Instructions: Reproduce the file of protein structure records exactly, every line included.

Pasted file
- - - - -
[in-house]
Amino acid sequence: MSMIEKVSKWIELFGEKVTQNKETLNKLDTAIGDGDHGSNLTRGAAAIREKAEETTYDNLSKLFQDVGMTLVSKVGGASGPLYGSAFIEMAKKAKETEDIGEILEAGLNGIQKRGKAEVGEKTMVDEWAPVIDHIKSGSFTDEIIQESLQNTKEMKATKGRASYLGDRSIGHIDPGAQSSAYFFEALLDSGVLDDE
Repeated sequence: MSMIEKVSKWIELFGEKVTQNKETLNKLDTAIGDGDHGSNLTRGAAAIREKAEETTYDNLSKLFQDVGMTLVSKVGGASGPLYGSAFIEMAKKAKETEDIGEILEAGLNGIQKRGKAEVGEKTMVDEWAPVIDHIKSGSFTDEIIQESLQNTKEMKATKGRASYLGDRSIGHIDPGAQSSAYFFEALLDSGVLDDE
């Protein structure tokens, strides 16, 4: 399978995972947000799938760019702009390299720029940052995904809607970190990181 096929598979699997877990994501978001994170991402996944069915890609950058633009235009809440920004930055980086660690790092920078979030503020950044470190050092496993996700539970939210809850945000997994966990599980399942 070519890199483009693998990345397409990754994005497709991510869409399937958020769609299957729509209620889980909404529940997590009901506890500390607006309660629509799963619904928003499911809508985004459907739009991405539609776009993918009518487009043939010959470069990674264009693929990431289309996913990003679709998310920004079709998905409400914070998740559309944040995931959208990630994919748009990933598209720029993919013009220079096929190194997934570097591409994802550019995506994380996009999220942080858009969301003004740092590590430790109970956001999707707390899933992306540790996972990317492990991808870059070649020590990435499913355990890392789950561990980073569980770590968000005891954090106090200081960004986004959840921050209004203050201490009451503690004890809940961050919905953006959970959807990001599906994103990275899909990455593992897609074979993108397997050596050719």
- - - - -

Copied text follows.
[in-house]
Amino acid sequence: MSMIEKVSKWIELFGEKVTQNKETLNKLDTAIGDGDHGSNLTRGAAAIREKAEETTYDNLSKLFQDVGMTLVSKVGGASGPLYGSAFIEMAKKAKETEDIGEILEAGLNGIQKRGKAEVGEKTMVDEWAPVIDHIKSGSFTDEIIQESLQNTKEMKATKGRASYLGDRSIGHIDPGAQSSAYFFEALLDSGVLDDE
Repeated sequence: MSMIEKVSKWIELFGEKVTQNKETLNKLDTAIGDGDHGSNLTRGAAAIREKAEETTYDNLSKLFQDVGMTLVSKVGGASGPLYGSAFIEMAKKAKETEDIGEILEAGLNGIQKRGKAEVGEKTMVDEWAPVIDHIKSGSFTDEIIQESLQNTKEMKATKGRASYLGDRSIGHIDPGAQSSAYFFEALLDSGVLDDE
């Protein structure tokens, strides 16, 4: 399978995972947000799938760019702009390299720029940052995904809607970190990181 096929598979699997877990994501978001994170991402996944069915890609950058633009235009809440920004930055980086660690790092920078979030503020950044470190050092496993996700539970939210809850945000997994966990599980399942 070519890199483009693998990345397409990754994005497709991510869409399937958020769609299957729509209620889980909404529940997590009901506890500390607006309660629509799963619904928003499911809508985004459907739009991405539609776009993918009518487009043939010959470069990674264009693929990431289309996913990003679709998310920004079709998905409400914070998740559309944040995931959208990630994919748009990933598209720029993919013009220079096929190194997934570097591409994802550019995506994380996009999220942080858009969301003004740092590590430790109970956001999707707390899933992306540790996972990317492990991808870059070649020590990435499913355990890392789950561990980073569980770590968000005891954090106090200081960004986004959840921050209004203050201490009451503690004890809940961050919905953006959970959807990001599906994103990275899909990455593992897609074979993108397997050596050719």